Elizabeth had set aside the first page and move onto the second page when she suddenly gasped, and a moment later burst into tears, clutching the letter to her chest. “Oh good God, no!”

Darcy sprang up at once, and rushed to her side.  He knelt down in front of her, taking her hands in his. “Elizabeth, what is it? Is your father well?” His heart tore apart as she shook her head, her face pink and crumpled with despair. No, not this, anything but this. Knowing all too well the pain of losing a father, Darcy wanted to weep, and without realizing what he was about, he wrapped his arms around her.


A strange sensation came over Elizabeth as Mr. Darcy dropped to his knees before her. She felt the briefest moment of elation, followed by a sharp stab of guilt. To be thinking of such a thing, at such a time as this! Distracted by the delightful warmth of his hands around hers, she scarcely heard what he said to her. No, not like this, not at such a time. Oh, how could this have happened? She shook her head wildly, trying to shake away the selfish delight she took in his attentions - her family needed her. And then, suddenly, she was in his arms. Incapable of any degree of restraint, Elizabeth melted into his embrace, clinging to him as though she were drowning. She wept into his shoulder at length, not only for the loss of her father, which the physician predicted would be soon, but for the loss of what might have almost been.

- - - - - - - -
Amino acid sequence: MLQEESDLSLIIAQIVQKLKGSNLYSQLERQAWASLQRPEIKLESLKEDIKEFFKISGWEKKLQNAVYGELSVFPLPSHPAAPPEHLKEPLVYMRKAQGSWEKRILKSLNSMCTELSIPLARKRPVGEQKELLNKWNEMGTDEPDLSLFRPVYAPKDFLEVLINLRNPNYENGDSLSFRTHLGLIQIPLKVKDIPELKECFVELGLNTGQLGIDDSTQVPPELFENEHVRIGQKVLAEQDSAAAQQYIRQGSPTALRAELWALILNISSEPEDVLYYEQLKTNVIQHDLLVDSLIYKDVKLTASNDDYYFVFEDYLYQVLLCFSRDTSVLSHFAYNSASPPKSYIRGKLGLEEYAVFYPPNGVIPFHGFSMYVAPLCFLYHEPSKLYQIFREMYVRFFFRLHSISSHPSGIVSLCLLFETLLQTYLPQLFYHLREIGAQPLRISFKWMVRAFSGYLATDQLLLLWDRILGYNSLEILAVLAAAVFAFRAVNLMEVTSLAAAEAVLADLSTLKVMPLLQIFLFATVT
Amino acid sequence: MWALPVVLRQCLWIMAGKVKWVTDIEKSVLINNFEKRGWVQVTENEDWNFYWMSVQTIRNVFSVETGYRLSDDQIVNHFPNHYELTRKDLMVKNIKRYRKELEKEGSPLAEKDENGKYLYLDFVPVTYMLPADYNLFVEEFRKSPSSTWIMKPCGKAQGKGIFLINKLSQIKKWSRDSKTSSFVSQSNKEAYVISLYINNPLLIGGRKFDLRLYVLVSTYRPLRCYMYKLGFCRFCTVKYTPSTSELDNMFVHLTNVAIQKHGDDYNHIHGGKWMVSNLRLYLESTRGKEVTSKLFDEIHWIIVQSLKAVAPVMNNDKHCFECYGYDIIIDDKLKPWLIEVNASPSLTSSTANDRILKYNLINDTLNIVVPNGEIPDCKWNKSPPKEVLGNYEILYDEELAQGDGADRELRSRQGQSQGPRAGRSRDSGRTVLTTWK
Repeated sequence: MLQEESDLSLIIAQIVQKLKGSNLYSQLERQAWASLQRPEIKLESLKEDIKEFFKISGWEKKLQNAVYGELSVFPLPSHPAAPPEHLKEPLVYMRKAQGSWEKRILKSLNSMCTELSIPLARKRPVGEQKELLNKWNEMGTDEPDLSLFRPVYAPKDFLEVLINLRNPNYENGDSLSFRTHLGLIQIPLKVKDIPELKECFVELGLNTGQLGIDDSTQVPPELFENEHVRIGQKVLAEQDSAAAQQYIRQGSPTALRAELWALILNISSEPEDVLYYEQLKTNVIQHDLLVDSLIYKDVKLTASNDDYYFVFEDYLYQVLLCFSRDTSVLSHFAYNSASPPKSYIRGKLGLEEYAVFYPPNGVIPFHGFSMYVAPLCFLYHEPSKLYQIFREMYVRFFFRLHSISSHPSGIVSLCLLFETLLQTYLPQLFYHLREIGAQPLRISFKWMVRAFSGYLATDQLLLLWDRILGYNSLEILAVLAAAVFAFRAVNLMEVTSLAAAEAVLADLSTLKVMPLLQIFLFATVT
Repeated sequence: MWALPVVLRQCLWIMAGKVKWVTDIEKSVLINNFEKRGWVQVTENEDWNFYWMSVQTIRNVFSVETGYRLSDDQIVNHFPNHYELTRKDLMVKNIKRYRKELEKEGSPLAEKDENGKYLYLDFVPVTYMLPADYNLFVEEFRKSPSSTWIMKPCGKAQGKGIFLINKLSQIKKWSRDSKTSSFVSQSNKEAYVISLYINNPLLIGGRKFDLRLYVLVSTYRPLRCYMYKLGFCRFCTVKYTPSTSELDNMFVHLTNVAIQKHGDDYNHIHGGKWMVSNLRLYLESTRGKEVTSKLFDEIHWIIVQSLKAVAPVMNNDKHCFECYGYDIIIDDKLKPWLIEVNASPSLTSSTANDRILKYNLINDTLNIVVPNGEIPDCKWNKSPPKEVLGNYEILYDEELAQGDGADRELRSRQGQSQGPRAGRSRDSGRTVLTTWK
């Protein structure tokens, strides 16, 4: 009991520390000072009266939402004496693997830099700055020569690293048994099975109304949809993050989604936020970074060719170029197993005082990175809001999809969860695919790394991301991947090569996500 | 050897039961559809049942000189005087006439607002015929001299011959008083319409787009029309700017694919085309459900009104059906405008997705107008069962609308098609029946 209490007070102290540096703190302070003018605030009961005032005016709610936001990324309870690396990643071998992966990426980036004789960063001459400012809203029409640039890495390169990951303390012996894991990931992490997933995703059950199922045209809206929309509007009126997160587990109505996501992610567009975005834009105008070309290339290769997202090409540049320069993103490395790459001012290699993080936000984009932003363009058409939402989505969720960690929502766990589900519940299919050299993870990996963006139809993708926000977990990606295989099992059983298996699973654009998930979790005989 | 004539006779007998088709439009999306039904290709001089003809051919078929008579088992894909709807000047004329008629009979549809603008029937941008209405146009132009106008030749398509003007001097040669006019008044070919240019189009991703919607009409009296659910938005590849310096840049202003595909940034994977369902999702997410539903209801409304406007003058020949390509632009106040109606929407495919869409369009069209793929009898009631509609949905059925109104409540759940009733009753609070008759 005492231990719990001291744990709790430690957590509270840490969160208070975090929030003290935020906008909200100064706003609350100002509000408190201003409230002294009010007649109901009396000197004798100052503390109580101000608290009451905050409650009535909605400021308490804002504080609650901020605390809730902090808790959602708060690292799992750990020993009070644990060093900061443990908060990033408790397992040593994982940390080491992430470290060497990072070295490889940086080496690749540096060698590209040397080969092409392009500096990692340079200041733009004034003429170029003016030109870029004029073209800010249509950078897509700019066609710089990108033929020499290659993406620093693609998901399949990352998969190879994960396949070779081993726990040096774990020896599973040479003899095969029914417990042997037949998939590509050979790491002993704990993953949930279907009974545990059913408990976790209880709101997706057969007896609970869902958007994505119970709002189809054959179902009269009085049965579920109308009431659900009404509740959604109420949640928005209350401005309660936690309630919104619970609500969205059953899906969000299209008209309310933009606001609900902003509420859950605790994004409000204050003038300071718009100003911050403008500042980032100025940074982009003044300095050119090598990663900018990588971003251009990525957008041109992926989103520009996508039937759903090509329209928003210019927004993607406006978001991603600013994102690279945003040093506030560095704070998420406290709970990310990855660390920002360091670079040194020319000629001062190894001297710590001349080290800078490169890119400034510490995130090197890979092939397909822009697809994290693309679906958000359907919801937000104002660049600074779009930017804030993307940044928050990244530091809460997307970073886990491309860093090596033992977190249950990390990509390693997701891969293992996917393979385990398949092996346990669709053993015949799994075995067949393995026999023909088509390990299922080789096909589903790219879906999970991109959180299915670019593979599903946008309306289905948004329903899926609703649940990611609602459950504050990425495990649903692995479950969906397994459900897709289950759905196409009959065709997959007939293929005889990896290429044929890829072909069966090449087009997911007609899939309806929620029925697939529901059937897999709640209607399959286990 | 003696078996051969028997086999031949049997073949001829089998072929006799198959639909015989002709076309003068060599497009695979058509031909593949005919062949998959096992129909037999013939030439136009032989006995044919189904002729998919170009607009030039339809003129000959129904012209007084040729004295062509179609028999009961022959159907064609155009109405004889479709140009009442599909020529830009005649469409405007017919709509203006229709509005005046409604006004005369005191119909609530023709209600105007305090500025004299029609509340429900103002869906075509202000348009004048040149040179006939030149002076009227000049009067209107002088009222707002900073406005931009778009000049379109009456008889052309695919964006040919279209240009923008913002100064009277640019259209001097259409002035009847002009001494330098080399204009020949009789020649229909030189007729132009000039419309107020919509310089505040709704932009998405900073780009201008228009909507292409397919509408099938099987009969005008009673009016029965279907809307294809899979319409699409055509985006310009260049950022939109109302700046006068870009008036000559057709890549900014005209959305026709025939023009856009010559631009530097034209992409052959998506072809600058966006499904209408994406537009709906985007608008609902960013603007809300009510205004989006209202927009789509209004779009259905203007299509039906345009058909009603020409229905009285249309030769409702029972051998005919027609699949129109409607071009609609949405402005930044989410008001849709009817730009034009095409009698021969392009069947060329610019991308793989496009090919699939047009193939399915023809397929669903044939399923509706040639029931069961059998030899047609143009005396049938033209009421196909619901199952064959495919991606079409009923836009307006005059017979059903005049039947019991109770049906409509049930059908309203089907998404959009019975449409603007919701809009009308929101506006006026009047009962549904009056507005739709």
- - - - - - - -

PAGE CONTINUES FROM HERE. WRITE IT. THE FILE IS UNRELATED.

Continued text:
Reality set in, and Elizabeth pulled away from Mr. Darcy, who seemed to remember himself and stepped away. Had it not been just yesterday that she had tried to convince herself he was just a friend? And yet now, when she must part with him, the idea tore her heart to pieces.  

Selfish girl, she chided herself. Her feelings must all be for her father and her family. Surely he had not been kneeling down to – Shame on you, Lizzy! She rose shakily to her feet. “I must go home, I must be with him at the end.”

“Yes, of course. I will notify Mr. and Mrs. Collins at once, and send a servant to ready your things for immediate departure.”

“No, there is no need to speak to Jane, she has already read my letter.”  

  Darcy appeared taken aback. “Had she any idea what the missive would contain?”

“I do not know. 'Twas added in the postscript that Papa had fallen ill. He is feverish and unconscious, and the doctor is not optimistic.” Fresh tears spilled down Elizabeth’s face and she wrapped her arms around herself, slowly rocking back-and-forth on her heels.